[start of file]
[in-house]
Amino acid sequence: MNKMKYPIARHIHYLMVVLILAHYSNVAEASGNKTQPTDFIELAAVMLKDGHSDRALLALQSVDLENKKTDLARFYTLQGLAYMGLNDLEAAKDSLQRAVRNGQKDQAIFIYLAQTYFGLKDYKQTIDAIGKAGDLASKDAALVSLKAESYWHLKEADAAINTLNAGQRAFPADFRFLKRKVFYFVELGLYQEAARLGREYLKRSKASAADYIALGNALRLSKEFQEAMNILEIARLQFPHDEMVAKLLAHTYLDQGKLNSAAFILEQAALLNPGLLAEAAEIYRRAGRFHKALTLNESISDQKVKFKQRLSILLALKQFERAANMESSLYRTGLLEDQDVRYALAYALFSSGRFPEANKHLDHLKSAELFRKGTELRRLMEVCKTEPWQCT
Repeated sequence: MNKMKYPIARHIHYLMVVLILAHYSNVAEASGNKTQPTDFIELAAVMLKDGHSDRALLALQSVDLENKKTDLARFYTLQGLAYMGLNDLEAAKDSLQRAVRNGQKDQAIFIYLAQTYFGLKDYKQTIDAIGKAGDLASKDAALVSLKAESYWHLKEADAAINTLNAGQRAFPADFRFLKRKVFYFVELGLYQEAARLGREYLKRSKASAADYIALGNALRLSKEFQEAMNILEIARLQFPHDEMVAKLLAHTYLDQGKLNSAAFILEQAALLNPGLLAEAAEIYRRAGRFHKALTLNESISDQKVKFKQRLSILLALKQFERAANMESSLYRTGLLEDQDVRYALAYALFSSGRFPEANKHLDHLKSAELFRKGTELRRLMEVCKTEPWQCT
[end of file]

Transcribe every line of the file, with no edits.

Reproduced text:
[in-house]
Amino acid sequence: MNKMKYPIARHIHYLMVVLILAHYSNVAEASGNKTQPTDFIELAAVMLKDGHSDRALLALQSVDLENKKTDLARFYTLQGLAYMGLNDLEAAKDSLQRAVRNGQKDQAIFIYLAQTYFGLKDYKQTIDAIGKAGDLASKDAALVSLKAESYWHLKEADAAINTLNAGQRAFPADFRFLKRKVFYFVELGLYQEAARLGREYLKRSKASAADYIALGNALRLSKEFQEAMNILEIARLQFPHDEMVAKLLAHTYLDQGKLNSAAFILEQAALLNPGLLAEAAEIYRRAGRFHKALTLNESISDQKVKFKQRLSILLALKQFERAANMESSLYRTGLLEDQDVRYALAYALFSSGRFPEANKHLDHLKSAELFRKGTELRRLMEVCKTEPWQCT
Repeated sequence: MNKMKYPIARHIHYLMVVLILAHYSNVAEASGNKTQPTDFIELAAVMLKDGHSDRALLALQSVDLENKKTDLARFYTLQGLAYMGLNDLEAAKDSLQRAVRNGQKDQAIFIYLAQTYFGLKDYKQTIDAIGKAGDLASKDAALVSLKAESYWHLKEADAAINTLNAGQRAFPADFRFLKRKVFYFVELGLYQEAARLGREYLKRSKASAADYIALGNALRLSKEFQEAMNILEIARLQFPHDEMVAKLLAHTYLDQGKLNSAAFILEQAALLNPGLLAEAAEIYRRAGRFHKALTLNESISDQKVKFKQRLSILLALKQFERAANMESSLYRTGLLEDQDVRYALAYALFSSGRFPEANKHLDHLKSAELFRKGTELRRLMEVCKTEPWQCT